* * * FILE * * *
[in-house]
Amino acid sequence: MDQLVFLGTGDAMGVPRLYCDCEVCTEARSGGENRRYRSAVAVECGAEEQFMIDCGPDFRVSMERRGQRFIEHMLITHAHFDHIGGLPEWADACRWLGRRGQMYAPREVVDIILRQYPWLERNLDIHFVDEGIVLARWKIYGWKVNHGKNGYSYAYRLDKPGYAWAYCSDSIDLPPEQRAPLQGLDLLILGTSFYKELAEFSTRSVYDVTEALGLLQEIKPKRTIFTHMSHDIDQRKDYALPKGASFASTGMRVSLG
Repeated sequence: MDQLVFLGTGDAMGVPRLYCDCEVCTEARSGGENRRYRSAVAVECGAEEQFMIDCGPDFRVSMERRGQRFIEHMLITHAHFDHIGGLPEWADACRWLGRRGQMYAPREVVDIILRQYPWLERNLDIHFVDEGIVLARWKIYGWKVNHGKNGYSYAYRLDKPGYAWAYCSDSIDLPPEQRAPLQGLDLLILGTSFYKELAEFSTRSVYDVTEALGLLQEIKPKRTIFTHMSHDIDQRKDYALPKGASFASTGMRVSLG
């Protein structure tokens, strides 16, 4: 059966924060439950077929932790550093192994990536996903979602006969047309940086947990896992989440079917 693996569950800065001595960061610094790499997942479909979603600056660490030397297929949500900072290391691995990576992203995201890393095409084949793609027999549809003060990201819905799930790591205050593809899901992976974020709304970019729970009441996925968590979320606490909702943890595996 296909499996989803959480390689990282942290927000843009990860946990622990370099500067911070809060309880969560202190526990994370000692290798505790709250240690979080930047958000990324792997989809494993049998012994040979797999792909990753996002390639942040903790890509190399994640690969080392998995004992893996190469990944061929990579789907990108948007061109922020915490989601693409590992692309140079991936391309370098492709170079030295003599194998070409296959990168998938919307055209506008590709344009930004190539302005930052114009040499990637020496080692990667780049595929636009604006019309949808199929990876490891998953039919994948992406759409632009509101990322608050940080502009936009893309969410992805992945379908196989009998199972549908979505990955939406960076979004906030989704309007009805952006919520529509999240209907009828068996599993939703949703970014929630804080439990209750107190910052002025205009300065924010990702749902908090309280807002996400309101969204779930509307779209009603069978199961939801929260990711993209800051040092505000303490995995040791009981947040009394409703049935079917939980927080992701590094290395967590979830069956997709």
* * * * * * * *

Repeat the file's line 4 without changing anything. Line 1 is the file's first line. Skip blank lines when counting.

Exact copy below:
């Protein structure tokens, strides 16, 4: 059966924060439950077929932790550093192994990536996903979602006969047309940086947990896992989440079917 693996569950800065001595960061610094790499997942479909979603600056660490030397297929949500900072290391691995990576992203995201890393095409084949793609027999549809003060990201819905799930790591205050593809899901992976974020709304970019729970009441996925968590979320606490909702943890595996 296909499996989803959480390689990282942290927000843009990860946990622990370099500067911070809060309880969560202190526990994370000692290798505790709250240690979080930047958000990324792997989809494993049998012994040979797999792909990753996002390639942040903790890509190399994640690969080392998995004992893996190469990944061929990579789907990108948007061109922020915490989601693409590992692309140079991936391309370098492709170079030295003599194998070409296959990168998938919307055209506008590709344009930004190539302005930052114009040499990637020496080692990667780049595929636009604006019309949808199929990876490891998953039919994948992406759409632009509101990322608050940080502009936009893309969410992805992945379908196989009998199972549908979505990955939406960076979004906030989704309007009805952006919520529509999240209907009828068996599993939703949703970014929630804080439990209750107190910052002025205009300065924010990702749902908090309280807002996400309101969204779930509307779209009603069978199961939801929260990711993209800051040092505000303490995995040791009981947040009394409703049935079917939980927080992701590094290395967590979830069956997709």